Nope. The Hohmann transfer is generally the most fuel efficient way to get from one elliptical orbit to another. You could clearly do it arbitrarily faster if you had unlimited fuel. Furthermore, if you're going to the outer planets and so have convenient targets to utilize (such as Jupiter), the gravitational slingshot can hugely reduce travel time without the penalty of using massive amounts of fuel (since you're robbing a bit of energy from the body you're slingshotting about). In the absence of such a slingshot the Hohmann transfer will be most fuel-efficient for a given specific impulse, but you're probably better off with an ion drive (a la DS-1 and the upcoming Dawn mission) with huge Isp, but not enough thrust to do a Hohmann transfer (since the HT assumes all your transfer impulse is applied at one instant). Then you just thrust continually at a low level for a long time.

Re:Great! (0)

Anonymous Coward | more than 7 years ago | (#18327523)

"(rocket fuel)."

I know this is proper and correct and all, but it just seems, looking at it; 'rocket fuel', so 1950s. Makes me want to dig out my Doc Smith paperbacks. Some day I'll look in the mirror and the fact that I'm over fifty will finally hit me. Won't be pretty...

Re:Great! (1)

uofitorn (804157) | more than 7 years ago | (#18328065)

According to the article you cited:

"...Hohmann transfers are very slow for trips to more distant points, so when visiting the outer planets it is common to use a gravitational slingshot to increase speed in-flight."

Re:Great! (0)

Anonymous Coward | more than 7 years ago | (#18328219)

Er ... no. A Hohmann transfer is the slowest and most fuel-efficient orbit possible in the absence of a gravitational slingshot. If you can use a slingshot, you may be able to reduce your trip time or fuel consumption - or, possibly, both. Without a slingshot, you always have the option of using more fuel in order to make the trip faster than a Hohmann orbit (until, of course, you run out of fuel).

Re:Great! (0)

Anonymous Coward | more than 7 years ago | (#18331823)

Methinks you ought to read that article again. Hohmann transfers are minimum-energy orbits which take lots of time, but use the least amount of energy to get there.

Sheesh.

Re:Great! (1)

ArbitraryConstant (763964) | more than 7 years ago | (#18326917)

"Seriously? We launch a gajillion dollar probe, chance it in a sling around the largest planet in our solar system to only save 3 years"

a) slightshots are a pretty well tested maneuver

b) it provides additional observations that are valuable in themselves, eg features on Io that have changed since Galileo last observed them.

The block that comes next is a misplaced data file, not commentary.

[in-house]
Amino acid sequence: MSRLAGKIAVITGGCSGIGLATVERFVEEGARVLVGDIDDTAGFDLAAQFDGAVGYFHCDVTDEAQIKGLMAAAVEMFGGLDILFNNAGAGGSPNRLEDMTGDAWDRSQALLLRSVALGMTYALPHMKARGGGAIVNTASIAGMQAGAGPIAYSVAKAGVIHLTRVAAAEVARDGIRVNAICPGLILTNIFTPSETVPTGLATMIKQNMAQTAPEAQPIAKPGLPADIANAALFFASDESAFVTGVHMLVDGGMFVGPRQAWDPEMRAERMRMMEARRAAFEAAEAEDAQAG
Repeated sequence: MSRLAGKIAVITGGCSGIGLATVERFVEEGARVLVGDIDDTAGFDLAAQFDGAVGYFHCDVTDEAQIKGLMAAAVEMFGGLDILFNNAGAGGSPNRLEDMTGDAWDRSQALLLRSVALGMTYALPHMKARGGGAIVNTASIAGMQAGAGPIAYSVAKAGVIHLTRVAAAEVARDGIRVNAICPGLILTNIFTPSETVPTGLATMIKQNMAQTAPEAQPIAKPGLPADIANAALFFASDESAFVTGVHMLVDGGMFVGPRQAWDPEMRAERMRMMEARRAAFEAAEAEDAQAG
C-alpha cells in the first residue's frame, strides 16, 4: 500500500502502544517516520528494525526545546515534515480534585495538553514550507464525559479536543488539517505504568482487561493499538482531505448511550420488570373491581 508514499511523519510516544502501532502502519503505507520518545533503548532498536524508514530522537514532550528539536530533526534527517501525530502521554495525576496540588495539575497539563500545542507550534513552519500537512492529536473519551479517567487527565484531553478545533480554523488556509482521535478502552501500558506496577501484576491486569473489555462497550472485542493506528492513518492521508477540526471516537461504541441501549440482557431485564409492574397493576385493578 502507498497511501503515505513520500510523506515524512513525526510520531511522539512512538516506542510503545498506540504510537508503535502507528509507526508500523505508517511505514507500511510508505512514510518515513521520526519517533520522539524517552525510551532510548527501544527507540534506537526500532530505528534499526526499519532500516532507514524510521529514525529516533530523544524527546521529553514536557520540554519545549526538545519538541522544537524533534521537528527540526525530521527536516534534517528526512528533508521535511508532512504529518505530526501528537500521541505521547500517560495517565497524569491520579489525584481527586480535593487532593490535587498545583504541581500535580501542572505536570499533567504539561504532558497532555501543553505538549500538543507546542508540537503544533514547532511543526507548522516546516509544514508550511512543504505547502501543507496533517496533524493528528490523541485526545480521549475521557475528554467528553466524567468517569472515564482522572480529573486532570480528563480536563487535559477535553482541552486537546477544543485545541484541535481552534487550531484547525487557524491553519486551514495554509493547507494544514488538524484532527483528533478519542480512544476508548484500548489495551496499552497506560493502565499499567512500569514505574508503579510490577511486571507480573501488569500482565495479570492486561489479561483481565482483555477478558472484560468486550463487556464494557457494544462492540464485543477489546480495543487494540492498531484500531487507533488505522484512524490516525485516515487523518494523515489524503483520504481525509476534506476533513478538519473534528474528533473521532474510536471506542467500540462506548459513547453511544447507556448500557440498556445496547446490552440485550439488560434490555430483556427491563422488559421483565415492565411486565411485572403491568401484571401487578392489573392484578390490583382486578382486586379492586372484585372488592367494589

c) 3 years gives us a chance to study Pluto's atmosphere before it freezes out as Pluto moves away from the sun.

Re:Great! (1)

odyaws (943577) | more than 7 years ago | (#18327103)

"Seriously? We launch a gajillion dollar probe, chance it in a sling around the largest planet in our solar system to only save 3 years"
a) slightshots are a pretty well tested maneuver

b) it provides additional observations that are valuable in themselves, eg features on Io that have changed since Galileo last observed them.

c) 3 years gives us a chance to study Pluto's atmosphere before it freezes out as Pluto moves away from the sun.
d) How would you get there faster, Mr. Smarty Pants? I'm sure the good folks at NASA would love for you to enlighten them. They definitely haven't thought carefully about efficient travel across the solar system...

Re:Great! (2, Informative)

necro81 (917438) | more than 7 years ago | (#18331371)

If you're going to criticize the cost of the mission, perhaps you should put a more informed number to it: $650 million over some 15 years [wikipedia.org] .

Relax, that's only moderately expensive as interplanetary probes go. Cassini-Huygens will top out at around $3.5-4 billion over the whole mission. The wildly successful Mars Exploration Rovers, especially since their mission has been extended much longer than expected, are about $1 billion. Mariner 4, the first probe to do a flyby of Mars (a significantly less-sophisticated mission), was about $100 million in 1960s dollars. $650 million is about as much that's lost to graft, corruption, fraud, and bribes in Iraq each month.

Aside from the probes that we have lost outright, the probes that have reached their destination intact have yielded mountains of data and plenty of pretty pictures. There will be much more data coming back to earth from the flyby in the coming weeks. But keep in mind that, over the vast distances and relatively weak signal from New Horizons, the connection is fairly low-bandwidth. By the time of the Pluto flyby, you can expect that it will takes months or years to download the full dataset. So, please, have some patience.